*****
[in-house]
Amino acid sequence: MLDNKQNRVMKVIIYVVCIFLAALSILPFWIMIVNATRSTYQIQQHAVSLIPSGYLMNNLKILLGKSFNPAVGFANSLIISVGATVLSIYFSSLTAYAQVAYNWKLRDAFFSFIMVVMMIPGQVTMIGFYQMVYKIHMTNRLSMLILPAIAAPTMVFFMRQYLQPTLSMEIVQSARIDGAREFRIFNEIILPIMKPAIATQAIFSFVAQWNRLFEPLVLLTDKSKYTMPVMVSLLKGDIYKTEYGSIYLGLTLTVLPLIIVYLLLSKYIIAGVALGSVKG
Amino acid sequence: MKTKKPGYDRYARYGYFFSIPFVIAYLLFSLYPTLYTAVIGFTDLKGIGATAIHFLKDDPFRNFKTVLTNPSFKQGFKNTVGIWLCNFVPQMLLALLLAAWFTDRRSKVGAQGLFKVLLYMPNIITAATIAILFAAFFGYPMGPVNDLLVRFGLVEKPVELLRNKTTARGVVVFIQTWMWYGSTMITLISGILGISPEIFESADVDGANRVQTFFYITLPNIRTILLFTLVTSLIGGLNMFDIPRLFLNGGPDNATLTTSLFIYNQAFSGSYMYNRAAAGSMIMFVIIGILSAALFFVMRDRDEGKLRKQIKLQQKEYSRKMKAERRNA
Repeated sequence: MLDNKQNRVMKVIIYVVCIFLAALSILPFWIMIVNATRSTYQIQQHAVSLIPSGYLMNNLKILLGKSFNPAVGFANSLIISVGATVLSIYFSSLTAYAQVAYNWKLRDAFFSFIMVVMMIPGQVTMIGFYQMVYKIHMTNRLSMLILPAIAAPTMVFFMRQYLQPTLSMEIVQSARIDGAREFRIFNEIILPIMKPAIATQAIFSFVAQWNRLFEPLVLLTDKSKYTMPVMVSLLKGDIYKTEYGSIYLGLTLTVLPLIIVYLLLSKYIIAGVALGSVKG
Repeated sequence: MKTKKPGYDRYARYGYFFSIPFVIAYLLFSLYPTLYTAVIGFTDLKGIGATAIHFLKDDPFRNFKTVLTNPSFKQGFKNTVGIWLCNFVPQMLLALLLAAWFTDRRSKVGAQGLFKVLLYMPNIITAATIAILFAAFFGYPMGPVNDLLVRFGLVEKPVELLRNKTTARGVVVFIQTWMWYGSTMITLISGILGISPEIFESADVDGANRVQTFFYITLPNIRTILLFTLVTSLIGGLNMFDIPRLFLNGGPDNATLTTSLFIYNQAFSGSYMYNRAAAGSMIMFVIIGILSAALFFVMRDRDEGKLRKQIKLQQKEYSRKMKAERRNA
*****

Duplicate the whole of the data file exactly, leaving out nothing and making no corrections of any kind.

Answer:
[in-house]
Amino acid sequence: MLDNKQNRVMKVIIYVVCIFLAALSILPFWIMIVNATRSTYQIQQHAVSLIPSGYLMNNLKILLGKSFNPAVGFANSLIISVGATVLSIYFSSLTAYAQVAYNWKLRDAFFSFIMVVMMIPGQVTMIGFYQMVYKIHMTNRLSMLILPAIAAPTMVFFMRQYLQPTLSMEIVQSARIDGAREFRIFNEIILPIMKPAIATQAIFSFVAQWNRLFEPLVLLTDKSKYTMPVMVSLLKGDIYKTEYGSIYLGLTLTVLPLIIVYLLLSKYIIAGVALGSVKG
Amino acid sequence: MKTKKPGYDRYARYGYFFSIPFVIAYLLFSLYPTLYTAVIGFTDLKGIGATAIHFLKDDPFRNFKTVLTNPSFKQGFKNTVGIWLCNFVPQMLLALLLAAWFTDRRSKVGAQGLFKVLLYMPNIITAATIAILFAAFFGYPMGPVNDLLVRFGLVEKPVELLRNKTTARGVVVFIQTWMWYGSTMITLISGILGISPEIFESADVDGANRVQTFFYITLPNIRTILLFTLVTSLIGGLNMFDIPRLFLNGGPDNATLTTSLFIYNQAFSGSYMYNRAAAGSMIMFVIIGILSAALFFVMRDRDEGKLRKQIKLQQKEYSRKMKAERRNA
Repeated sequence: MLDNKQNRVMKVIIYVVCIFLAALSILPFWIMIVNATRSTYQIQQHAVSLIPSGYLMNNLKILLGKSFNPAVGFANSLIISVGATVLSIYFSSLTAYAQVAYNWKLRDAFFSFIMVVMMIPGQVTMIGFYQMVYKIHMTNRLSMLILPAIAAPTMVFFMRQYLQPTLSMEIVQSARIDGAREFRIFNEIILPIMKPAIATQAIFSFVAQWNRLFEPLVLLTDKSKYTMPVMVSLLKGDIYKTEYGSIYLGLTLTVLPLIIVYLLLSKYIIAGVALGSVKG
Repeated sequence: MKTKKPGYDRYARYGYFFSIPFVIAYLLFSLYPTLYTAVIGFTDLKGIGATAIHFLKDDPFRNFKTVLTNPSFKQGFKNTVGIWLCNFVPQMLLALLLAAWFTDRRSKVGAQGLFKVLLYMPNIITAATIAILFAAFFGYPMGPVNDLLVRFGLVEKPVELLRNKTTARGVVVFIQTWMWYGSTMITLISGILGISPEIFESADVDGANRVQTFFYITLPNIRTILLFTLVTSLIGGLNMFDIPRLFLNGGPDNATLTTSLFIYNQAFSGSYMYNRAAAGSMIMFVIIGILSAALFFVMRDRDEGKLRKQIKLQQKEYSRKMKAERRNA